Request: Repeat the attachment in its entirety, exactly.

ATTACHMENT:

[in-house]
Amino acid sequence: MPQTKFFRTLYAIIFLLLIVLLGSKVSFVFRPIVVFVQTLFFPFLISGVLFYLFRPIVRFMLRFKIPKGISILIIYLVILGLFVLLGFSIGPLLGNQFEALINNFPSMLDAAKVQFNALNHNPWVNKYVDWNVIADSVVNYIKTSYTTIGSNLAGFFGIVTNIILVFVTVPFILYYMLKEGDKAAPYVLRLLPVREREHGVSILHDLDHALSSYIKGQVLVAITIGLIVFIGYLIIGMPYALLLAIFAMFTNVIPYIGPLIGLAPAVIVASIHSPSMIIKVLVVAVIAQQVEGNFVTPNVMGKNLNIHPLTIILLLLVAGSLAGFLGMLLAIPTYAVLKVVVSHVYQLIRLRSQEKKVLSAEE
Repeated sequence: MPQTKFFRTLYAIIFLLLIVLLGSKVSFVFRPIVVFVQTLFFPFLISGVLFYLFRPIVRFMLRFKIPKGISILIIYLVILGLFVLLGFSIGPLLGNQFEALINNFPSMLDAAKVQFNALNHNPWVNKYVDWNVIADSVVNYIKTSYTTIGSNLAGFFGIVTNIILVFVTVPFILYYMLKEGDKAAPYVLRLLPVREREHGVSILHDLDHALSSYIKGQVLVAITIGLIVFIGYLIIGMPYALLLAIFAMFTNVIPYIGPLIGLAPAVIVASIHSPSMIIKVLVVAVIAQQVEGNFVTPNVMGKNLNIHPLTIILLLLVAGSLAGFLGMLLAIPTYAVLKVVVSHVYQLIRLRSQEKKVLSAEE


[in-house]
Amino acid sequence: MPQTKFFRTLYAIIFLLLIVLLGSKVSFVFRPIVVFVQTLFFPFLISGVLFYLFRPIVRFMLRFKIPKGISILIIYLVILGLFVLLGFSIGPLLGNQFEALINNFPSMLDAAKVQFNALNHNPWVNKYVDWNVIADSVVNYIKTSYTTIGSNLAGFFGIVTNIILVFVTVPFILYYMLKEGDKAAPYVLRLLPVREREHGVSILHDLDHALSSYIKGQVLVAITIGLIVFIGYLIIGMPYALLLAIFAMFTNVIPYIGPLIGLAPAVIVASIHSPSMIIKVLVVAVIAQQVEGNFVTPNVMGKNLNIHPLTIILLLLVAGSLAGFLGMLLAIPTYAVLKVVVSHVYQLIRLRSQEKKVLSAEE
Repeated sequence: MPQTKFFRTLYAIIFLLLIVLLGSKVSFVFRPIVVFVQTLFFPFLISGVLFYLFRPIVRFMLRFKIPKGISILIIYLVILGLFVLLGFSIGPLLGNQFEALINNFPSMLDAAKVQFNALNHNPWVNKYVDWNVIADSVVNYIKTSYTTIGSNLAGFFGIVTNIILVFVTVPFILYYMLKEGDKAAPYVLRLLPVREREHGVSILHDLDHALSSYIKGQVLVAITIGLIVFIGYLIIGMPYALLLAIFAMFTNVIPYIGPLIGLAPAVIVASIHSPSMIIKVLVVAVIAQQVEGNFVTPNVMGKNLNIHPLTIILLLLVAGSLAGFLGMLLAIPTYAVLKVVVSHVYQLIRLRSQEKKVLSAEE